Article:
BERLIN — The Berlin Intl. Film Festival’s (Feb. 9-20) Intl. Forum of Young Cinema section announced a string of European titles Monday.
The world premiere of two Finnish films follows last year’s coup of vet Finnish director Aki Kaurismaki’s “Juha.” This year, Markku Lehmuskallio’s “Seven Songs From the Tundra” and Auli Mantila’s “Geography of Fear,” about a group of women dealing with male violence, rep Finland.
In Johan van der Keuken’s “The Long Holiday” from the Netherlands, the director confronts his own battle with cancer.
A number of this year’s pics deal with politics.
Amongthese are “The Making of a New Empire” by Jos de Putter, as well as the Croatian satire, “Marshall Tito’s Spirit,” in which the tourist industry on the island of Adria is blown apart when some locals claim to have seen Marshall Tito’s spirit.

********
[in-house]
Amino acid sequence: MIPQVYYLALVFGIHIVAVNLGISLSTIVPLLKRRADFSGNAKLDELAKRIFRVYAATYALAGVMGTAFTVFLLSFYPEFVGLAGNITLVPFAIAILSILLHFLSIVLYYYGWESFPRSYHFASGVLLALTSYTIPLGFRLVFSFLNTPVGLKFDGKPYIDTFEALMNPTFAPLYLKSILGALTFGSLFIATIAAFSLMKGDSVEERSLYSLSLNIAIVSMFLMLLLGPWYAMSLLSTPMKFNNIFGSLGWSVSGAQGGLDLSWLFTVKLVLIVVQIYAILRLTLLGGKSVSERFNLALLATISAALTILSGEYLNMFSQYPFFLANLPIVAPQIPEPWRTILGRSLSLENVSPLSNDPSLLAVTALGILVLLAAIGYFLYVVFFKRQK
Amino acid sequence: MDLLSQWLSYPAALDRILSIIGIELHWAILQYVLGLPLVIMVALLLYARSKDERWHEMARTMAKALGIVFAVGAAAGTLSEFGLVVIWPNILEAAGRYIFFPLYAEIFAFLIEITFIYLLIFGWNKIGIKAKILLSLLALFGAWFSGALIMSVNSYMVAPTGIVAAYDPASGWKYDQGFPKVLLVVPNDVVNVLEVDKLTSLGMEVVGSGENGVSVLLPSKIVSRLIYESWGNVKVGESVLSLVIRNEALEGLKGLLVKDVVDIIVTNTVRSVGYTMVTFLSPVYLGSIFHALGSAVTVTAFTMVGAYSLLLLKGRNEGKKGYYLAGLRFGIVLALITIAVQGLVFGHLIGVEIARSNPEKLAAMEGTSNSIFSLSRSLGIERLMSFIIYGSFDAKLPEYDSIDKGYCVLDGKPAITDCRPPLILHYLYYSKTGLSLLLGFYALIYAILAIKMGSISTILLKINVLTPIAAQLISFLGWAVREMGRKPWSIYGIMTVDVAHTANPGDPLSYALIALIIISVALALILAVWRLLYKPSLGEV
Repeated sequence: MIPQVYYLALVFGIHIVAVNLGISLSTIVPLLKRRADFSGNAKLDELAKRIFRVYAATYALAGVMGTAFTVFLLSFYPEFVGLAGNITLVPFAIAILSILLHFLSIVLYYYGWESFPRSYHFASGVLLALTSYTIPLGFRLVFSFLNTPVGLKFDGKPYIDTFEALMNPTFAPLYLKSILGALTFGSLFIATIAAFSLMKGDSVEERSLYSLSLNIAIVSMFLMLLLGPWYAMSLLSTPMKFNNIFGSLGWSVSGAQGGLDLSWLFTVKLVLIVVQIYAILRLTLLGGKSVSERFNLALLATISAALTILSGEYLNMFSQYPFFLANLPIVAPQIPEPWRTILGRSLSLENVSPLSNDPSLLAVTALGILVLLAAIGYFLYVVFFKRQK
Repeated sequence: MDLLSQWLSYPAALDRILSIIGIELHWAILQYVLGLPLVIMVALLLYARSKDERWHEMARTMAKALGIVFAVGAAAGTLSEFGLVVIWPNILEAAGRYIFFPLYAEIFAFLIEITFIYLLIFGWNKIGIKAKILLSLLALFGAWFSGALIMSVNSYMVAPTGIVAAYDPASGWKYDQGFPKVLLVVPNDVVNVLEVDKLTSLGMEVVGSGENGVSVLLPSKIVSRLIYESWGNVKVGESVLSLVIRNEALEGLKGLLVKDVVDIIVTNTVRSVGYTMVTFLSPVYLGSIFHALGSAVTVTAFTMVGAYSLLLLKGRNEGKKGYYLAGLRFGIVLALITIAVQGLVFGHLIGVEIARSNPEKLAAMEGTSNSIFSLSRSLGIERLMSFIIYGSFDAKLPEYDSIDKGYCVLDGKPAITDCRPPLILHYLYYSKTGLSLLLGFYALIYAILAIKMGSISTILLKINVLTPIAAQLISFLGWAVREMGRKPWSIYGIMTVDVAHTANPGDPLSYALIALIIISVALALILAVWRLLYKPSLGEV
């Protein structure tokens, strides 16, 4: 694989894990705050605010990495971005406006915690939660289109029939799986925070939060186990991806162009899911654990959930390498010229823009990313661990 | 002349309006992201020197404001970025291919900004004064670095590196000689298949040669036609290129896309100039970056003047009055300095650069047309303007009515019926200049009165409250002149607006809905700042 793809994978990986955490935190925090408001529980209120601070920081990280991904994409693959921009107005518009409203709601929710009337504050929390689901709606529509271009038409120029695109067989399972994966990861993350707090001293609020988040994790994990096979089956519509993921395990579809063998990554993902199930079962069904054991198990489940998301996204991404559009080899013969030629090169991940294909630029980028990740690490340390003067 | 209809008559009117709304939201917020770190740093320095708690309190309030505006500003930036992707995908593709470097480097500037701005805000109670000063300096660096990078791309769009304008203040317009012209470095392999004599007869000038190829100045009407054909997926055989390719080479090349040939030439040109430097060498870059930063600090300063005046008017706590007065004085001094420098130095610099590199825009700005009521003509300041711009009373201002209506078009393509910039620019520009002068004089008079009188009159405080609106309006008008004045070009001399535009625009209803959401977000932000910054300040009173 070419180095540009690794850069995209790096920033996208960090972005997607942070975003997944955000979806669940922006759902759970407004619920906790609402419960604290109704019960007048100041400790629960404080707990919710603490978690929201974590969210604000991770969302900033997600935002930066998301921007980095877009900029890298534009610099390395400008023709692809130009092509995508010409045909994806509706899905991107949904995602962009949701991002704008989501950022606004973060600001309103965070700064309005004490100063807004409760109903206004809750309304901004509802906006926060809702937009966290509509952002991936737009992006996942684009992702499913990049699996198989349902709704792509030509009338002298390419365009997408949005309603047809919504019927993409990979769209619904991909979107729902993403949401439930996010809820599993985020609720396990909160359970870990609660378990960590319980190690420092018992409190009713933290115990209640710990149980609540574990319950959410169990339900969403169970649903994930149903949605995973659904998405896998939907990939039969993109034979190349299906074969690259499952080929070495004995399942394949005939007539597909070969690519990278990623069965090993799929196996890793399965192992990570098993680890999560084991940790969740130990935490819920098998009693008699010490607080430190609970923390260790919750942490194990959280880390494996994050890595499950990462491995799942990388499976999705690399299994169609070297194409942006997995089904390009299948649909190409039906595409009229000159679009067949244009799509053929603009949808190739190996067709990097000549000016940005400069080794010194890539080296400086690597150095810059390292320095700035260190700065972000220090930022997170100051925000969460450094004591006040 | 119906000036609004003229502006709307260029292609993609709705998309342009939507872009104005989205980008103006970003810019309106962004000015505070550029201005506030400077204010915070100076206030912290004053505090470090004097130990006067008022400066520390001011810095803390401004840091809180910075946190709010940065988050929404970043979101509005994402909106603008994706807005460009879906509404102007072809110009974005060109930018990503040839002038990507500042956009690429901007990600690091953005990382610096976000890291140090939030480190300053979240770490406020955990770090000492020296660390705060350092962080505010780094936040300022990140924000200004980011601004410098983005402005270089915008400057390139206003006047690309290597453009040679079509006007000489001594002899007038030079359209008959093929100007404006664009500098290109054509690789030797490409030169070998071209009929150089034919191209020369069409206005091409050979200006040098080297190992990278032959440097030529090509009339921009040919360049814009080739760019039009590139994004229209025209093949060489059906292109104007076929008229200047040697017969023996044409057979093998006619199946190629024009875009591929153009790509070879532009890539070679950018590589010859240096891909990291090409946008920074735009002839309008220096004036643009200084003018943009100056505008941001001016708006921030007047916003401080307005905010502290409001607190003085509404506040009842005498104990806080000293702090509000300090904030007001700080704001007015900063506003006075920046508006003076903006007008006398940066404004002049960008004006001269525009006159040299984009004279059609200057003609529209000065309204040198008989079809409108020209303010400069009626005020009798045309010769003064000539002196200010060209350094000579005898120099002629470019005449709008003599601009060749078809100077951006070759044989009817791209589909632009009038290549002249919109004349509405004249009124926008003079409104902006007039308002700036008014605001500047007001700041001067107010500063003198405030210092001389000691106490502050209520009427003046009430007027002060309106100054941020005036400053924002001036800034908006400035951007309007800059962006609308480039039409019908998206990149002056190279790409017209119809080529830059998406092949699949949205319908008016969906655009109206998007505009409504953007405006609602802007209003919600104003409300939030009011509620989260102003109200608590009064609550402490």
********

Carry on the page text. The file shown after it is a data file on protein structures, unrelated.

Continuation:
The Greek entry, “The Four Seasons of the Law” by Dimos Avdeliodis, follows four policeman in the countryside.
From Italy, “TheHeadisSpinning” by Alessandro Piva is a small gangster film based in the town of Bari, and Marco Pozzi’s “20-Twenty” tells the journeys of a porn actress and a TV journalist in 20 episodes.
From the East
Three films represent Eastern Europe: the Polish “Wojaczek,” the Bulgarian “Glass Marbles,” about two friends coming to terms with post-socialist Bulgaria, and “Passion Boulevard,” a Russian film by Wladimir Chotinenko.
French language pics include Claire Denis’ “Beau Travail,” which is described as a “homo-erotic ballet of violence and passion,” as well as “La Voleuse de Saint Lubin” by Claire Devers.
British entry is “I Could Read the Sky” by Nichola Bruce.